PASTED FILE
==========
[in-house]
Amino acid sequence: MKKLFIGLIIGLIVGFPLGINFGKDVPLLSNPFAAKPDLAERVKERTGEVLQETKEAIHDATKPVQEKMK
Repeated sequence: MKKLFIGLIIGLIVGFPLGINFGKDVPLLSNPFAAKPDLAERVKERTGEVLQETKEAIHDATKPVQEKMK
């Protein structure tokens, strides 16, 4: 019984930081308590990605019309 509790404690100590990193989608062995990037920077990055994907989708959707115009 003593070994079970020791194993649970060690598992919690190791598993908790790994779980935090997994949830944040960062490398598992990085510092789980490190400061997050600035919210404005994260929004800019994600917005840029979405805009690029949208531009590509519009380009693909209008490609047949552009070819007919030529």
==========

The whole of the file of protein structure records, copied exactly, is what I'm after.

[in-house]
Amino acid sequence: MKKLFIGLIIGLIVGFPLGINFGKDVPLLSNPFAAKPDLAERVKERTGEVLQETKEAIHDATKPVQEKMK
Repeated sequence: MKKLFIGLIIGLIVGFPLGINFGKDVPLLSNPFAAKPDLAERVKERTGEVLQETKEAIHDATKPVQEKMK
């Protein structure tokens, strides 16, 4: 019984930081308590990605019309 509790404690100590990193989608062995990037920077990055994907989708959707115009 003593070994079970020791194993649970060690598992919690190791598993908790790994779980935090997994949830944040960062490398598992990085510092789980490190400061997050600035919210404005994260929004800019994600917005840029979405805009690029949208531009590509519009380009693909209008490609047949552009070819007919030529």